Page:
How Activist Investors Boost Corporate Innovation

June 14, 2017

Professor Alon Brav's research challenges short-termist view of investor activism 

Alon Brav studies the effect of investor activism on innovation

 

Hedge fund activism is an increasingly significant part of the investment landscape.

Professor Alon Brav of Duke University's Fuqua School of Business studies this phenomenon and whether or not it benefits shareholders and others with a stake in a firm's success. His work has challenged the view of activist investors as short-term shareholders who seek to boost a firm's value for a quick sale with no interest in the long term health of the business. Brav found that on average, firms tend to benefit from shareholder activism. His latest working paper investigates the effects of activist investors on corporate innovation.

Brav discusses his findings in this Fuqua Q&A.

 Professor Alon Brav

What's the particular importance of shareholder activism's effect on innovation?

There's an ongoing debate over whether activist shareholders increase pressure on a firm to make short-term gains at the cost of creating value in the long term. Opponents say activist investors are only interested in a short-term share price appreciation. But the evidence is overwhelming that on average, prices tend to go up when activist investors get involved with a company. And there's no evidence that prices revert to the mean, which suggests the price increase reflects an efficient market response to the anticipated long term effect of the activism. Innovation is arguably the most important creator of long-term value at a company, but also the most vulnerable when firms think short term. So looking at a firm's innovation activities after activist investors come in can give us an idea of whether activism does affect a firm's long-term focus.

How did you study these effects, and what did you find?

We studied 553 instances of hedge fund activism involving innovative target firms between 1994 and 2007. We were looking for changes in three innovation behaviors after activists became involved: the amount of money spent on research and development; the number of new patents filed by the firm; and the number of times a firm's patents were cited, which gives an idea of their quality. We compared these with carefully selected control firms which had not been targeted by activist investors.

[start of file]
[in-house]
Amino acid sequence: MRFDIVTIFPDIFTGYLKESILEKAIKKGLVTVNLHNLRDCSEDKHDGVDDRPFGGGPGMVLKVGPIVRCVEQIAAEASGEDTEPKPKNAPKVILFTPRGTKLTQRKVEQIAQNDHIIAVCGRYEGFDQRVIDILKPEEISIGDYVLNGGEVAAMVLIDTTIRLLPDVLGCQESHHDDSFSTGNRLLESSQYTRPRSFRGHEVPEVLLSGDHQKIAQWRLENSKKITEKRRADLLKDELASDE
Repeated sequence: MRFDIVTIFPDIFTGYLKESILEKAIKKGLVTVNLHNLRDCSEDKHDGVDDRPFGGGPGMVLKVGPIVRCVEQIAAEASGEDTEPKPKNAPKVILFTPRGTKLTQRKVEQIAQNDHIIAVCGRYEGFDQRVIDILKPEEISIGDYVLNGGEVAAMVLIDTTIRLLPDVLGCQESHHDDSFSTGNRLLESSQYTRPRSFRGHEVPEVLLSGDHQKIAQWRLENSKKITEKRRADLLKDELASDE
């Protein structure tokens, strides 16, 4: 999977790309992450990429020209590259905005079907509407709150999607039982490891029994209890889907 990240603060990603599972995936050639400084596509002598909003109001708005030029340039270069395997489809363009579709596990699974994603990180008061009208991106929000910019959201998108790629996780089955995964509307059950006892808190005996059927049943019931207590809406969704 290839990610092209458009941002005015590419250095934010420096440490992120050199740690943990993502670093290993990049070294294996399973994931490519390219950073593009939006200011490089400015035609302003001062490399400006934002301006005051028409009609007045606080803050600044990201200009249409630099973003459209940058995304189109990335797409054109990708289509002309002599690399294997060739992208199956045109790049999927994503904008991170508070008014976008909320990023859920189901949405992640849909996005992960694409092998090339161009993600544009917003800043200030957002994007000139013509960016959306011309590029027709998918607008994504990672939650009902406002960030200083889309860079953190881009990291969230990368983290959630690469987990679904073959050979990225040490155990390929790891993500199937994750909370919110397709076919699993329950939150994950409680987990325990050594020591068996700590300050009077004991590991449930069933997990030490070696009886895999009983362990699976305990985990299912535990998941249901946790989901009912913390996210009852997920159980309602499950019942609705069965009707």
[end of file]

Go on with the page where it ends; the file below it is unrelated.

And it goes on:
We found that target firms get leaner, but they don't get weaker. They spend less on research and development in the five years after an activism event, but that's mostly because the scale of the firm shrinks overall. Measured per dollar of assets, we don't find evidence of a decline in spending. Meanwhile, there is no decrease in the number of patents filed or the number of citations per patent - indeed, on average, they increased. In short, firms innovated more efficiently.

Besides output, did investor activism change the way firms innovated?

We found firms innovated more in their key technology class after activists got involved, relative to control firms. Firms became more consistently focused. Instead of innovating in some peripheral division, they focused on their core capabilities and innovated in those areas. These more focused firms were more likely to sell off patents they owned outside their key areas, and we found evidence those patents were more widely cited afterward, which suggests that reallocation was the more efficient choice for those patents. So both in terms of new knowledge that's created and the repackaging of current knowledge, there seems to be evidence of firms becoming more focused. Also for individuals employed in innovation, we found those who stay after an activist event become more productive.

Can you attribute these improvements to investor activism? Might the changes have happened anyway?

Attributing this entire effect is challenging, but we can say with confidence that not all of the increases in efficiency would have happened without the activists getting involved. We tested to eliminate alternative explanations and found increases in innovation efficiency when hedge funds switched from passive to active investment in a firm. Had it not been for the activists, at least some of these changes would not have materialized.

We found board members added after an activist event tended to have more expertise in technology and innovation than board members added at other control firms. We also found CEOs hired or retained after activist involvement have longer tenure and better job security than at control firms, which can motivate better investment in innovation.

Activism has pushed a lot of boards to engage more with their major shareholders. They communicate and explain their strategies. And that's what we want-a system where management is accountable to shareholders.

The one thing that people don't appreciate is that an activist typically will take a very small block of shares. A typical stake is 6 to 7 percent, or as low as 1 to 2 percent in larger firms. The only way to have impact with 2 percent of shares is to convince a majority of the passive investors - who are interested in the long term performance of the firm - that your ideas are valid. If you can't then you go away. That tells you this is a good system.

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